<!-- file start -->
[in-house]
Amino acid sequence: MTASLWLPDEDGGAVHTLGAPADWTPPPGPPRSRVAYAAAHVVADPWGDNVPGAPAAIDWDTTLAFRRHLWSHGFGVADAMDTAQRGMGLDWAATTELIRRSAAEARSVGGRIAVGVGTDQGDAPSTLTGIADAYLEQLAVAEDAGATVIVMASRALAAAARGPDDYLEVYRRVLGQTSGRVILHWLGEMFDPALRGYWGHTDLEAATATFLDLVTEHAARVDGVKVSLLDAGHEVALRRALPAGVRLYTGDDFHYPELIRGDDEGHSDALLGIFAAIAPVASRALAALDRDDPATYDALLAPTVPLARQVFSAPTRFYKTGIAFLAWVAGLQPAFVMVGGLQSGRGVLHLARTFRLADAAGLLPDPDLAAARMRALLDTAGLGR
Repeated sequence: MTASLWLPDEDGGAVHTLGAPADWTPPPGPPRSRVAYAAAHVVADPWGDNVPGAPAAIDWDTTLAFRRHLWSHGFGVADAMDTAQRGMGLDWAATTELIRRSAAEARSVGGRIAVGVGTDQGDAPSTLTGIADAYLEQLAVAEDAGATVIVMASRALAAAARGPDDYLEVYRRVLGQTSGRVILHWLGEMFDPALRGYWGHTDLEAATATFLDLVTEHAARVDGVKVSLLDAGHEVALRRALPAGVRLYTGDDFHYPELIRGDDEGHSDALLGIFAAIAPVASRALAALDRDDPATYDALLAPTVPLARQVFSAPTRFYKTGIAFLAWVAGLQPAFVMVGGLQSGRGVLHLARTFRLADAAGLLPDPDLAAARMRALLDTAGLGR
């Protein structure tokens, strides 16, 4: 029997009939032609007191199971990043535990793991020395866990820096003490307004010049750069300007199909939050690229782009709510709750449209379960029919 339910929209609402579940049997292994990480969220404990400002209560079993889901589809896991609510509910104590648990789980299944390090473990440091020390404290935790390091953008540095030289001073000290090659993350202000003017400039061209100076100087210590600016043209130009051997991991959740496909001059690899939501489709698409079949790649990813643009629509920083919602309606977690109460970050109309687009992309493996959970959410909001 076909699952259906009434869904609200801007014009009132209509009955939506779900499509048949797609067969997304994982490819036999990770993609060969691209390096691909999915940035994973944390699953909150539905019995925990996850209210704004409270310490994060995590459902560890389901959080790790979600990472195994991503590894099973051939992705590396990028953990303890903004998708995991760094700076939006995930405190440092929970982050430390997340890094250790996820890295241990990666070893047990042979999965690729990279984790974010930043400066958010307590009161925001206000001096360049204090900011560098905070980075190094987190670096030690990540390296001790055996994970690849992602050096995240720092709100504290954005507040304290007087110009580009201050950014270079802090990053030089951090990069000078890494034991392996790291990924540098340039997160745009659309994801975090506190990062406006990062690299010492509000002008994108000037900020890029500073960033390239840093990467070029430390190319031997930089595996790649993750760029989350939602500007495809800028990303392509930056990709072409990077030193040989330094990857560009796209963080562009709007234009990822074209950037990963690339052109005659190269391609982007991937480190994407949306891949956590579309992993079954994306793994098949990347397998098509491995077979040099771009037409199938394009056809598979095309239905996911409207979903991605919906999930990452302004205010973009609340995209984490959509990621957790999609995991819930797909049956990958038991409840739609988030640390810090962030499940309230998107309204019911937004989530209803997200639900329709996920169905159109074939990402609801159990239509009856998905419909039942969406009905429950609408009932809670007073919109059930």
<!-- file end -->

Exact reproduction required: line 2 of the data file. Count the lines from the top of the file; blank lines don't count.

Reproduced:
Amino acid sequence: MTASLWLPDEDGGAVHTLGAPADWTPPPGPPRSRVAYAAAHVVADPWGDNVPGAPAAIDWDTTLAFRRHLWSHGFGVADAMDTAQRGMGLDWAATTELIRRSAAEARSVGGRIAVGVGTDQGDAPSTLTGIADAYLEQLAVAEDAGATVIVMASRALAAAARGPDDYLEVYRRVLGQTSGRVILHWLGEMFDPALRGYWGHTDLEAATATFLDLVTEHAARVDGVKVSLLDAGHEVALRRALPAGVRLYTGDDFHYPELIRGDDEGHSDALLGIFAAIAPVASRALAALDRDDPATYDALLAPTVPLARQVFSAPTRFYKTGIAFLAWVAGLQPAFVMVGGLQSGRGVLHLARTFRLADAAGLLPDPDLAAARMRALLDTAGLGR